General News of Wednesday, 7 January 2015
Government has promised to act proactively to avoid any disturbances to the labour front this year.
This comes in the wake of threats by some of the labour unions, notably the Ghana Medical Association (GMA), that more strikes will be embarked on if government fails to meet their demands; some of which they claim, have spanned 9 years.
But speaking to TV3’s Bridget Otoo on Midday Live on Tuesday, January 6, Minister of Employment and Labour Relations, Haruna Iddrisu expressed optimism that all concerns of the labour unions will be resolved before a flat deadline of up till June, this year.
“We will be proactive but largely many of the issues are about finance and the capacity of the budget to contain or not to contain [workers’] demands and the legitimacy of their request,” Labour Relations Minister Iddrisu said.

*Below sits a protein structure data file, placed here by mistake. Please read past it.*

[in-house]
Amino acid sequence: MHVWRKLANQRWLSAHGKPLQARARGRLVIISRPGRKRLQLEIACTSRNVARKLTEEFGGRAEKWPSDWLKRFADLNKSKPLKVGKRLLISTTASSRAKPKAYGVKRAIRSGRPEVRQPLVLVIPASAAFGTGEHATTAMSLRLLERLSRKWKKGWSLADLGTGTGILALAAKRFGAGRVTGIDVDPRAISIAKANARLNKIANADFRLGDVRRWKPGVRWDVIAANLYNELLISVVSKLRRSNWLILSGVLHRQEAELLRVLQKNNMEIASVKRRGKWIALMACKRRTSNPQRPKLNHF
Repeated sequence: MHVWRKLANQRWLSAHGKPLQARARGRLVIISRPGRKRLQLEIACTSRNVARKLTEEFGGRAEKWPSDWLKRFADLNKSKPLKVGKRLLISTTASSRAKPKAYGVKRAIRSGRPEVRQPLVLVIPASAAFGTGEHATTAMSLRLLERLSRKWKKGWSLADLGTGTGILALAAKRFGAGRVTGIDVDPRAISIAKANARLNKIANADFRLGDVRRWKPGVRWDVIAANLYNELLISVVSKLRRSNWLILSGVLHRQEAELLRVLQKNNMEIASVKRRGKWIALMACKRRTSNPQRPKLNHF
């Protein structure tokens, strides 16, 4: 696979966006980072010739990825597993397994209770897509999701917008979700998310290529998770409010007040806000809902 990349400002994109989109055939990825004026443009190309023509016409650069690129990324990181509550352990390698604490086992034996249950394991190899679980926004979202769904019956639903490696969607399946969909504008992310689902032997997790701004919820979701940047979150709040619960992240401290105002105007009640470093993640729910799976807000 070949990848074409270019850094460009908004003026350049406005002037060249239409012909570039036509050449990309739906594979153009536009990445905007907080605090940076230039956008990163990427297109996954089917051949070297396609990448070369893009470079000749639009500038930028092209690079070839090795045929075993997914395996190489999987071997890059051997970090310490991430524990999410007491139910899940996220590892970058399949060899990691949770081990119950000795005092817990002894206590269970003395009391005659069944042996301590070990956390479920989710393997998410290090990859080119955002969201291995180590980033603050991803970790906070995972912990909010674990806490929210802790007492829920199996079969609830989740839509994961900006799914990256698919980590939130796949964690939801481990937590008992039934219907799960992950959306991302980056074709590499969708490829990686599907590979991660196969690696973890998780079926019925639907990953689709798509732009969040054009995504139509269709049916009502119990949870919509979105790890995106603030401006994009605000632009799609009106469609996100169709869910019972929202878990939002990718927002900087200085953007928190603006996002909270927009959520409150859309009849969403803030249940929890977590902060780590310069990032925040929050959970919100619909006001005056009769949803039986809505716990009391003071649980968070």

Though he sounded stoic, the Minister said a series of meetings were held between the Fair Wages and Salaries Commission (FWSC) and the concerned labour unions before the close of 2014 over the workers’ grievances.
He, however, noted that issues about their pensions were not discussed as “the matter of pensions is currently before court.”
Last year witnessed several strike actions by labour unions including the National Association of Graduate Teachers (NAGRAT), Polytechnic Teachers Association of Ghana (POTAG), University Teachers Association of Ghana (UTAG) and GMA, predominantly over incremental credits under the Single Spine Pay Policy (SSPP).
“We will do our best to avoid disturbances of the industrial harmony of the country…the best that we can within the challenges of the national economy.”